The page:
There’s bad news for India on its biodiversity front. Just under 12% of its vertebrate animal species has entered the threatened category, according to the latest Red List of the International Union for Conservation of Nature and Natural Resources (IUCN).
The IUCN’s Red List is based on monitoring extinction rates of animals and plants between 2006 and 2022 and consists of those species that are vulnerable, endangered, critically endangered, or extinct. So far as the animal category is concerned, India figures among the top 20 countries in terms of the total numbers with 6,848 species. Of these, as many as 813 have been included in the Red List.
Started in 1964, the IUCN’s Red List of Threatened Species has evolved to become the world’s most comprehensive information source on the global extinction risk status of animal, fungus and plant species. The Red List is a critical indicator of the health of the world’s biodiversity and is also referred to as the ‘Barometer of Life’. There are more than 150,000 species assessed by the IUCN of which 42,100 are threatened with extinction.
Several iconic species of India find mention in the list such as the tiger, the Asian elephant, gharials, vultures, the great Indian bustard, river dolphins, lion-tailed macaques and dholes (Indian wild dogs). There are in addition a number of other less prominent or vilified mammals like bats and rats, reptiles like cobras and tortoises as well as varieties of lizards, toads, the Namdapha flying squirrel and the aquarium fish called the Miss Kerala Look Alike found in the hill streams of the Western Ghats—all of which are important for maintaining biodiversity and ecological balance.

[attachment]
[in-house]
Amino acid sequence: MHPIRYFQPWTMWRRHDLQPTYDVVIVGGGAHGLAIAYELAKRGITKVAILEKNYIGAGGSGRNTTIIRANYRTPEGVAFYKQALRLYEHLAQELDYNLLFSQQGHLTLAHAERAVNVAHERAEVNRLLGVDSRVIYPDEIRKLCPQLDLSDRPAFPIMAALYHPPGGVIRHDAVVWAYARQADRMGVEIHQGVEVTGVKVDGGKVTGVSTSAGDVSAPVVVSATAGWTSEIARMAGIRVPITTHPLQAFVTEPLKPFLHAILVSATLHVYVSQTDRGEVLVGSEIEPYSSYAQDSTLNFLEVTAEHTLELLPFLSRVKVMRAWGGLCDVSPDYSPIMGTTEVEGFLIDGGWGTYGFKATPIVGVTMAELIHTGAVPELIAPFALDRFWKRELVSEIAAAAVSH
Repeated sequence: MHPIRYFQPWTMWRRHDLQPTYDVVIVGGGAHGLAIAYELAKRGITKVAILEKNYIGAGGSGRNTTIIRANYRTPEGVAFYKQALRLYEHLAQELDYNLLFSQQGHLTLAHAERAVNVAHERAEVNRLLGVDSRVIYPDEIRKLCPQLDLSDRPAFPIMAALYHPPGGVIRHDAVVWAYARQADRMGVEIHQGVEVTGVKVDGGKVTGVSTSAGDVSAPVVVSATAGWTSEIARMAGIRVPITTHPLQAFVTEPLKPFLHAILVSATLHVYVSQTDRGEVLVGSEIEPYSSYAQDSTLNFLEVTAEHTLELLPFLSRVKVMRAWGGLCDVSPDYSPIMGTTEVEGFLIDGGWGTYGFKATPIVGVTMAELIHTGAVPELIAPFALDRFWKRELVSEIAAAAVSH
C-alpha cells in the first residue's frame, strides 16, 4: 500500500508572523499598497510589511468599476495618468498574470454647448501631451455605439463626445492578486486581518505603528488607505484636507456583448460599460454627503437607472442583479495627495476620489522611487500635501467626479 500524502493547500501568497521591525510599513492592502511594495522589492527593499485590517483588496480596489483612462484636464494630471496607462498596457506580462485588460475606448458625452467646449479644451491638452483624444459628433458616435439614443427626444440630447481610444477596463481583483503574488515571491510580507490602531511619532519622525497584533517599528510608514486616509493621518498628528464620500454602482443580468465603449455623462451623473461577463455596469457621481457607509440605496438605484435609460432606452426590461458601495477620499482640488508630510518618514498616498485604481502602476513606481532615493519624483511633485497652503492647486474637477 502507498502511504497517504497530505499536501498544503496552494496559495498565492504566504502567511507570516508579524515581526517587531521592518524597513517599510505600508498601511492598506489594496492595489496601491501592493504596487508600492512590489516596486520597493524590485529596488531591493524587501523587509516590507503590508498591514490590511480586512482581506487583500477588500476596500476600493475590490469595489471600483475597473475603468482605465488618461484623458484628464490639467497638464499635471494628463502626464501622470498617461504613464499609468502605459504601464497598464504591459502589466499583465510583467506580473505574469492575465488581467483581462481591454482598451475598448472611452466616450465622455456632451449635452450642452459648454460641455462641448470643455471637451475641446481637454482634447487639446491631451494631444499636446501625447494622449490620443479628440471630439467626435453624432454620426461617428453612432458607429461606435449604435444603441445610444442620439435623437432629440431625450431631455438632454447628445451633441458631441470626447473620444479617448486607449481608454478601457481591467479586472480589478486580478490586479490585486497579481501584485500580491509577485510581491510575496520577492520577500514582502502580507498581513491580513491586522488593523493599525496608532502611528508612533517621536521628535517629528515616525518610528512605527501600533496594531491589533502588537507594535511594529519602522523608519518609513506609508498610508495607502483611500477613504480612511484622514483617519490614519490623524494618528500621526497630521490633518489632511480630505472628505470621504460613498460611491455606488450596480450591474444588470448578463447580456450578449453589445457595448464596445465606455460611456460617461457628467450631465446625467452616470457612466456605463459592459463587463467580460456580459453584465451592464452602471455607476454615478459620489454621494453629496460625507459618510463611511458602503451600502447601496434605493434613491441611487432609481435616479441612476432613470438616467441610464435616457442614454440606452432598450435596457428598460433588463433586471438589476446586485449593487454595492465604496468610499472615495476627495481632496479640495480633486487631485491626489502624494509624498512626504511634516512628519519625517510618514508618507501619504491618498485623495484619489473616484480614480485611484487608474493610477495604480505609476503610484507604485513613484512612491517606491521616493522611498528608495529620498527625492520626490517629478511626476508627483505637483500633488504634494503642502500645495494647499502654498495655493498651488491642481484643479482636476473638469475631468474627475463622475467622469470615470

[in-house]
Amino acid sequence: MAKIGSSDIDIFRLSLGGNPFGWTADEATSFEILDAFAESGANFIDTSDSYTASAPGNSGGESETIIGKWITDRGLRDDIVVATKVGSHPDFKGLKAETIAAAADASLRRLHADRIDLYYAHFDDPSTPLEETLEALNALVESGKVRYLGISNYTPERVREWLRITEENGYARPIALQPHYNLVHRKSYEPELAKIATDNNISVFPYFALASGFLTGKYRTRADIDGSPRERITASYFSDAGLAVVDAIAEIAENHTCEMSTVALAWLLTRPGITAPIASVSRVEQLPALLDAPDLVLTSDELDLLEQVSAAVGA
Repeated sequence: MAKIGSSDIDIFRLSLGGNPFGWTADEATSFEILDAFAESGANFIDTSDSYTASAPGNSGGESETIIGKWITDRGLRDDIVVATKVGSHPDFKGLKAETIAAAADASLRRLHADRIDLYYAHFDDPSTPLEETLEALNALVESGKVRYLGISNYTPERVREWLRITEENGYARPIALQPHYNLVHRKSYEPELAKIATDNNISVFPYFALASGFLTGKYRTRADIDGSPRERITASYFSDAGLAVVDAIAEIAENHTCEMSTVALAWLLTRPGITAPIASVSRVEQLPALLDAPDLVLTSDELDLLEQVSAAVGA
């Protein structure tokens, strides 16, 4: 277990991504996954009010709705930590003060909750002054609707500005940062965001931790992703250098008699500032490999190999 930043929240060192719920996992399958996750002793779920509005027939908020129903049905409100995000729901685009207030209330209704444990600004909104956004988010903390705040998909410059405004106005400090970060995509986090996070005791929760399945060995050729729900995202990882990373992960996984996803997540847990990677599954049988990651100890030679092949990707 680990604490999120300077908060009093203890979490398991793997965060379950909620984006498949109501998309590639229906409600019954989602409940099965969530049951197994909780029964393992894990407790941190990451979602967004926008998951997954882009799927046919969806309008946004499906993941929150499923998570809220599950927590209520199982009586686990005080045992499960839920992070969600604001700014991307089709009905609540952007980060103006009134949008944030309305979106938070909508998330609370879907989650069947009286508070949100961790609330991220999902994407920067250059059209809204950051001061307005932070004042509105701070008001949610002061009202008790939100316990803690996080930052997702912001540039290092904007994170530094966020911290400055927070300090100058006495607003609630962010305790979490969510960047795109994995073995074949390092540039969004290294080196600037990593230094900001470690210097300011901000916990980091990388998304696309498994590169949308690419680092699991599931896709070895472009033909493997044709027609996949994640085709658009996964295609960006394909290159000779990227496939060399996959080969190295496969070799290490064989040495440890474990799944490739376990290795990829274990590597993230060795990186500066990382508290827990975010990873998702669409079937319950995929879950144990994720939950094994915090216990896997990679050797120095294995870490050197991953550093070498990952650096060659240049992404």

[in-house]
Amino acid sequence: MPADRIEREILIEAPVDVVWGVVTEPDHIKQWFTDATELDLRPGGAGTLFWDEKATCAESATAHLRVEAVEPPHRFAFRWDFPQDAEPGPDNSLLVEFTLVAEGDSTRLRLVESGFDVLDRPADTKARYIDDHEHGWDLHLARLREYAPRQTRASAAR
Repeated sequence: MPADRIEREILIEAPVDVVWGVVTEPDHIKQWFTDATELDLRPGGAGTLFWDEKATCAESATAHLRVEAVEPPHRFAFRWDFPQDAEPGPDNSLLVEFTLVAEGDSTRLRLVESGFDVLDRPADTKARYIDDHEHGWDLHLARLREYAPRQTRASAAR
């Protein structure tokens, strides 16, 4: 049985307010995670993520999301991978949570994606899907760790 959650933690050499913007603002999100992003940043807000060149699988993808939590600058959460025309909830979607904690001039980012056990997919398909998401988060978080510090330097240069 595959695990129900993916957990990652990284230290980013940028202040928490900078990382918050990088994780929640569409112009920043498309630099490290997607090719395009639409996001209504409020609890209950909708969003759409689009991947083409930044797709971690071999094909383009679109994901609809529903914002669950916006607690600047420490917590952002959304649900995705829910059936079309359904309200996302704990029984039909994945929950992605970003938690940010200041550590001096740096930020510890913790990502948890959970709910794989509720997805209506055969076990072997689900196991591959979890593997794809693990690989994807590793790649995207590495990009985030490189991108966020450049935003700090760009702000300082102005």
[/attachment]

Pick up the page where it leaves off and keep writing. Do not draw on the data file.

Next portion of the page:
Of the animal species that are threatened, six are believed to be critically endangered or extinct, including five kinds of fish; 118 are critically endangered; 278 are endangered; and 417 are vulnerable. In terms of threatened species identified by the IUCN, 99 are mammals, 91 are birds, 106 are reptiles, 83 are amphibians, 292 are fishes, 7 are molluscs (shelled animals), and 135 are ‘other invertebrates’.
Indonesia with 10,408 species of birds, mammals, fish, reptiles and amphibians, heads the biodiversity list of 20 countries that contains seven other Asian countries, including India and China at seventh and eighth, respectively. No European country figures among the top 20 that has countries from North and South America as well.
Tigers have traditionally been symbols of power but their indiscriminate hunting caused such an alarming decline in number that it led to the establishment of Project Tiger in the early 1970s in India. As a result of the conservation measures, tiger numbers have increased in India and Nepal though they have declined in Southeast Asia. The assessment carried out by the IUCN in 2021 revealed that Laos lost its tigers since 2015 (when the last assessment was carried out) while they appear to be in steep decline in Malaysia.
In December 2020, Phase III of the Integrated Tiger Habitat Conservation Programme (ITHCP) run by the IUCN and financed by Germany was launched to cover India, Nepal, Bhutan and Indonesia. The ITHCP was first started in 2014. The project aims to protect tigers from poaching and to monitor both tigers and their prey. It hopes to help villagers near tiger habitats adopt alternative livelihood practices to reduce poaching, over-exploitation of forest resources and human-wildlife conflict.